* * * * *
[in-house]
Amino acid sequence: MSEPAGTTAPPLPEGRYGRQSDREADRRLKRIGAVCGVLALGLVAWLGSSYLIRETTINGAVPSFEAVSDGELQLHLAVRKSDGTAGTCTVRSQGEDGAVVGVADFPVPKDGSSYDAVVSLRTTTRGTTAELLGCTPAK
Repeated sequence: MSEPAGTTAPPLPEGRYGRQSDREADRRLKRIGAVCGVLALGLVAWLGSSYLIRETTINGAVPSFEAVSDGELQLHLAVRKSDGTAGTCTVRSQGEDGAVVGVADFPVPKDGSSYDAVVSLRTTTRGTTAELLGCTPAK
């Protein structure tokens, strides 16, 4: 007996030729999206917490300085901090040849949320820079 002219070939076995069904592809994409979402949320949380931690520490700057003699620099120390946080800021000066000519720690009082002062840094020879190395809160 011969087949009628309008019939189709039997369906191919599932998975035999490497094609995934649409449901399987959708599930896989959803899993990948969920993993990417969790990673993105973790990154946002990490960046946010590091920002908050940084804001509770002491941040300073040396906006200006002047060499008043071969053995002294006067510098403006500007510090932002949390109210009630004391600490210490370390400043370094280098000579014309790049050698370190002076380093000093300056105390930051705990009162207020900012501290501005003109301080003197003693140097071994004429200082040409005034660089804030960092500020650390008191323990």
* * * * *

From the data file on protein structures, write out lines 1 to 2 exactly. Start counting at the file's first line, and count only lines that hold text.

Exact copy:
[in-house]
Amino acid sequence: MSEPAGTTAPPLPEGRYGRQSDREADRRLKRIGAVCGVLALGLVAWLGSSYLIRETTINGAVPSFEAVSDGELQLHLAVRKSDGTAGTCTVRSQGEDGAVVGVADFPVPKDGSSYDAVVSLRTTTRGTTAELLGCTPAK